, Muskogee, OK

Local News

April 9, 2013

Tribe targets sexual assault, child abuse

Chief, others place ‘pinwheels for prevention’

TAHLEQUAH — Cherokee Nation Principal Chief Bill John Baker planted “pinwheels for prevention” Tuesday at a ceremony marking Child Abuse Awareness Month and Sexual Assault Awareness Month.

The Cherokee Nation is committed to raising its children in healthy and loving homes, and prevention efforts are the best hope for reducing violence, he said.

“The best way to do that is to support our families,” Baker said. “This month, you will see purple and orange pinwheels around the complex, around Cherokee Nation properties and around the community.”

Purple represents victims of child abuse or sexual assault. Orange represents the One Fire Task Force and Victim Services Office.

“They are pinwheels for prevention, a way to show our support for victims and let them know we are here to help,” Baker said.

Baker’s wife, Sherry Baker, stood by holding their granddaughter, Anna.

Officials and employees of the Cherokee Nation gathered, wearing orange and purple ribbons for the event at the Cherokee Nation Tribal Complex.

Since taking office, Baker’s administration has made combating domestic violence a top priority, according to a media release given before Tuesday’s event.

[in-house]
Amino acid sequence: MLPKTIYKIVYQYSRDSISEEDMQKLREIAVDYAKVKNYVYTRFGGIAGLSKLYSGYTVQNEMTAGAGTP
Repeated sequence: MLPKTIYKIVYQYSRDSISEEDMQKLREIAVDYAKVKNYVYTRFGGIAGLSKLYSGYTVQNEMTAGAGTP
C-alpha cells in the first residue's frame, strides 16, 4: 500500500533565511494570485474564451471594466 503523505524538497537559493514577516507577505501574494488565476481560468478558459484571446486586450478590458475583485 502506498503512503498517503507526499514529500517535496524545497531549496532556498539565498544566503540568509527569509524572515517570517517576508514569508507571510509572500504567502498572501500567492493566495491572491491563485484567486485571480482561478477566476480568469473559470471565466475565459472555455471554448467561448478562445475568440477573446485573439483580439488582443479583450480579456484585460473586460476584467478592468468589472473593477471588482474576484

“We created the Charles L. Head One Fire Against Violence Victims Services Office Center to give our people the tools they need to leave chaotic, violent and abusive situations,” Baker said Tuesday. “For First Lady Sherry Baker and me this issue is deeply personal,  just as it was for former secretary of state, the late Charles Head.”

Baker read the first proclamation, making April Child Abuse Awareness Month, then signed it.

Baker asked his wife, Sherry, to read the second proclamation aloud.

Native Americans have the highest rate of sexual assault victims compared to any other racial group, Sherry Baker said.

“Sexual assault is a complex and ongoing problem within our nation and society, affecting our own Cherokee families,” she read. “And every Cherokee citizen is entitled to be loved, respected, to feel secure, and to be free from verbal, sexual, emotional and physical abuse.”

After signing the second proclamation, Baker, his family and several council members planted orange and purple pinwheels in the raised flower bed outside the lobby.

Reach Wendy Burton at (918) 684-2926 or

Text Only
Local News
AP Video
Traditional African Dishes Teach Healthy Eating The Carbon Trap: US Exports Global Warming 13 Struck by Lightning on Calif. Beach Baseball Hall of Famers Inducted Israel, Hamas Trade Fire Despite Truce in Gaza Italy's Nibali Set to Win First Tour De France Raw: Shipwrecked Concordia Completes Last Voyage Raw: Sea Turtle Hatchlings Emerge From Nest Raw: Massive Dust Storm Covers Phoenix 12-hour Cease-fire in Gaza Fighting Begins Raw: Bolivian Dancers Attempt to Break Record Raw: Israel, Palestine Supporters Rally in US Raw: Air Algerie Flight 5017 Wreckage Virginia Governor Tours Tornado Aftermath Judge Faces Heat Over Offer to Help Migrant Kids Kangaroo Goes Missing in Oklahoma More M17 Bodies Return, Sanctions on Russia Grow Raw: Deadly Tornado Hits Virginia Campground Ohio State Marching Band Chief Fired After Probe Raw: Big Rig Stuck in Illinois Swamp

Should a federal judge have the power to strike down Oklahoma's ban on gay marriage?

     View Results
Featured Ads

Click HERE to read all your Parade favorites including Hollywood Wire, Celebrity interviews and photo galleries, Food recipes and cooking tips, Games and lots more.